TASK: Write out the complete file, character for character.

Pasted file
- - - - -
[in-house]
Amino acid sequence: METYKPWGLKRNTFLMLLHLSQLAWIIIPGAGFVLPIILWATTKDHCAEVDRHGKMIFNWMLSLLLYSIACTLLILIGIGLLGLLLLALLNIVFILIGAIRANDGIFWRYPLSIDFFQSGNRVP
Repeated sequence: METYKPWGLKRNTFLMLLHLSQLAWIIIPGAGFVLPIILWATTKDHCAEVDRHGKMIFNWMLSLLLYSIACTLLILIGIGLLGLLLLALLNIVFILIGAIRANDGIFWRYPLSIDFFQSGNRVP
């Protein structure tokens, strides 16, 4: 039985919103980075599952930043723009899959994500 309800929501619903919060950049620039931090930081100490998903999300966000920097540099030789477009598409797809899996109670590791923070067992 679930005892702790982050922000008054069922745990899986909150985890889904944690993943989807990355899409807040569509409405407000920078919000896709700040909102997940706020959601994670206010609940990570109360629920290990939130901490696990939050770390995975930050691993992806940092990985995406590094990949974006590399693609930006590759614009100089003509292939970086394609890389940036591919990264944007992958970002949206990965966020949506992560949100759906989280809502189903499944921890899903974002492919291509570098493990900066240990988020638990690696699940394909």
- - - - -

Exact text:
[in-house]
Amino acid sequence: METYKPWGLKRNTFLMLLHLSQLAWIIIPGAGFVLPIILWATTKDHCAEVDRHGKMIFNWMLSLLLYSIACTLLILIGIGLLGLLLLALLNIVFILIGAIRANDGIFWRYPLSIDFFQSGNRVP
Repeated sequence: METYKPWGLKRNTFLMLLHLSQLAWIIIPGAGFVLPIILWATTKDHCAEVDRHGKMIFNWMLSLLLYSIACTLLILIGIGLLGLLLLALLNIVFILIGAIRANDGIFWRYPLSIDFFQSGNRVP
């Protein structure tokens, strides 16, 4: 039985919103980075599952930043723009899959994500 309800929501619903919060950049620039931090930081100490998903999300966000920097540099030789477009598409797809899996109670590791923070067992 679930005892702790982050922000008054069922745990899986909150985890889904944690993943989807990355899409807040569509409405407000920078919000896709700040909102997940706020959601994670206010609940990570109360629920290990939130901490696990939050770390995975930050691993992806940092990985995406590094990949974006590399693609930006590759614009100089003509292939970086394609890389940036591919990264944007992958970002949206990965966020949506992560949100759906989280809502189903499944921890899903974002492919291509570098493990900066240990988020638990690696699940394909």